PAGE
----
Eighty years ago, an article of four pages and eighteen equations appeared in Physical Review (47, 777–780; 1935), delivering a mighty blow to quantum mechanics — a theory that was still in its infancy. The authors were A. Einstein, B. Podolsky and N. Rosen, and they conjectured a paradox whose only solution entailed that quantum theory failed to provide a complete description of the physical reality. The troublesome meaning of the EPR paper, as it is nowadays known, was immediately recognized, even making the headlines of the New York Times.

Although no physical theory should be considered complete in the sense of being definitive, the trio questioned the ability of quantum mechanics to comprehensively link the evident objective reality to suitable theoretical concepts. The whole argument, in modern terms, hinged on the fact that for an entangled pair of particles, selecting an observable to measure at one end alters which property should be considered real at the other end — without any interaction necessary. And as the authors noted, “No reasonable definition of reality could be expected to permit this.”

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Yet, eight decades and countless violations of Bell's inequalities later, we have become accustomed to living with such an unreasonable definition of reality. There is essentially no solution to the EPR paradox because physicists have surrendered to the idea that 'spooky action at distance' doesn't necessarily constitute paradoxical behaviour — and that our current description of nature therefore has to be fundamentally nonlocal.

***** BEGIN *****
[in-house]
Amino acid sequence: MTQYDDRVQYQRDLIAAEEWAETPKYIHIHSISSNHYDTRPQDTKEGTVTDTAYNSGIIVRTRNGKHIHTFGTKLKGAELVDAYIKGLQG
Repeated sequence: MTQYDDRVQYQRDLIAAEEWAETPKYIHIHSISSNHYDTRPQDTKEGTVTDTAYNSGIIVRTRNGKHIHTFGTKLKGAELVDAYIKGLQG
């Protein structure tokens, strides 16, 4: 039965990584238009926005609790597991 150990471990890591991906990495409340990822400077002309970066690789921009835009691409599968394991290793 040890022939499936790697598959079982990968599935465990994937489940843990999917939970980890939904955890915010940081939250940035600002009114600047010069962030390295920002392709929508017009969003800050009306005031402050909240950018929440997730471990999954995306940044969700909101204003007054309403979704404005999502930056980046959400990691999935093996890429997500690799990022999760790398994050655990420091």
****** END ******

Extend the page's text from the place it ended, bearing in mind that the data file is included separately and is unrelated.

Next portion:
But does this mean that Einstein, Podolsky and Rosen were wrong, and that quantum mechanics is in fact a complete theory? Not really. One could argue that their claims backfired somewhat, as they became an integral part of modern quantum mechanics, with EPR pairs turned into the currency for evaluating the performance of quantum devices and protocols. However, the true legacy of the EPR paradox lies in the investigation of the relationship between locality and reality, which remains far from exhausted.

Nonlocality has in fact been increasingly regarded no longer as a by-product of quantum theory, but one of its essential features. And this has paved the way to the development of research focused on the maximum degree of nonlocal correlations a given theory allows (Nature Phys. 10, 264–270; 2014). Surprisingly, theories that allow stronger nonlocality than quantum mechanics have been found not to generate obvious contradictions with experiments or relativity. And studying their implications has revealed unexpected connections to the theory of information and communication, historically closer to the remit of computer science.

The result of Einstein, Podolsky and Rosen's paper did not deliver the fatal blow to quantum mechanics they perhaps wished for, but there is no doubt that it constitutes a milestone in physics, whose influence has yet to wane.